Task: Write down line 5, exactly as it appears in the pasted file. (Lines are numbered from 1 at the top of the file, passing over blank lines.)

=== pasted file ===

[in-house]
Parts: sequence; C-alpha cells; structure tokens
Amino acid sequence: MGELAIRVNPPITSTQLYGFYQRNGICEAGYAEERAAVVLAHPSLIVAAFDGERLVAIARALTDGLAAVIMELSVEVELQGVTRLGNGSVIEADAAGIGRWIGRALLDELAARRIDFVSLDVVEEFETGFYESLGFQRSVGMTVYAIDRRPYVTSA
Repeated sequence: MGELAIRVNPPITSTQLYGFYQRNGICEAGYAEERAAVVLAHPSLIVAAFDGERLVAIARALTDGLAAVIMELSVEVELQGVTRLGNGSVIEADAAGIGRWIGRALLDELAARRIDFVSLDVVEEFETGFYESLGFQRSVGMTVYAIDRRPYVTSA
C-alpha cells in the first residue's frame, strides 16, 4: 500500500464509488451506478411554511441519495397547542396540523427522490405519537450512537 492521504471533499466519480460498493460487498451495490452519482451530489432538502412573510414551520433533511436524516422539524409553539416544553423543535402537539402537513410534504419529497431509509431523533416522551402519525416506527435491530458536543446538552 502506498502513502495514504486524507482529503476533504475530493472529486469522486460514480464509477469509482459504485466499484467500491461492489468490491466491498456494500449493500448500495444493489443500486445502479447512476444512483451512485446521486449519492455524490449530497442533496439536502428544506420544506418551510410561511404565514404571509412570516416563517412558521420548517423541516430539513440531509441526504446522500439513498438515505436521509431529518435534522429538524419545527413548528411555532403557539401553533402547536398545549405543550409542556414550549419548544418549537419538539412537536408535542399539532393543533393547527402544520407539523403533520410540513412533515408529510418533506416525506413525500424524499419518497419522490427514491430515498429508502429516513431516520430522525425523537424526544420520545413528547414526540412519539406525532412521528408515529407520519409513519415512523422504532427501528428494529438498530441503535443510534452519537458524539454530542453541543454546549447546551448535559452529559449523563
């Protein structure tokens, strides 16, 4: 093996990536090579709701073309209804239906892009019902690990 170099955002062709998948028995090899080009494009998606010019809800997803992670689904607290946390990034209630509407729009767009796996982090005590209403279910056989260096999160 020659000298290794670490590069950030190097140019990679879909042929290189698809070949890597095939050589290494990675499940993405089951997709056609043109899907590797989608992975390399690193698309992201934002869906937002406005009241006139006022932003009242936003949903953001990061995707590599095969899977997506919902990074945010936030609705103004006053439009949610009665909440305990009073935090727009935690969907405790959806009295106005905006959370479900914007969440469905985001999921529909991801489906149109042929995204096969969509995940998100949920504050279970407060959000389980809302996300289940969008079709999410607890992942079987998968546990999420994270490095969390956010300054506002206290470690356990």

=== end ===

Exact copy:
C-alpha cells in the first residue's frame, strides 16, 4: 500500500464509488451506478411554511441519495397547542396540523427522490405519537450512537 492521504471533499466519480460498493460487498451495490452519482451530489432538502412573510414551520433533511436524516422539524409553539416544553423543535402537539402537513410534504419529497431509509431523533416522551402519525416506527435491530458536543446538552 502506498502513502495514504486524507482529503476533504475530493472529486469522486460514480464509477469509482459504485466499484467500491461492489468490491466491498456494500449493500448500495444493489443500486445502479447512476444512483451512485446521486449519492455524490449530497442533496439536502428544506420544506418551510410561511404565514404571509412570516416563517412558521420548517423541516430539513440531509441526504446522500439513498438515505436521509431529518435534522429538524419545527413548528411555532403557539401553533402547536398545549405543550409542556414550549419548544418549537419538539412537536408535542399539532393543533393547527402544520407539523403533520410540513412533515408529510418533506416525506413525500424524499419518497419522490427514491430515498429508502429516513431516520430522525425523537424526544420520545413528547414526540412519539406525532412521528408515529407520519409513519415512523422504532427501528428494529438498530441503535443510534452519537458524539454530542453541543454546549447546551448535559452529559449523563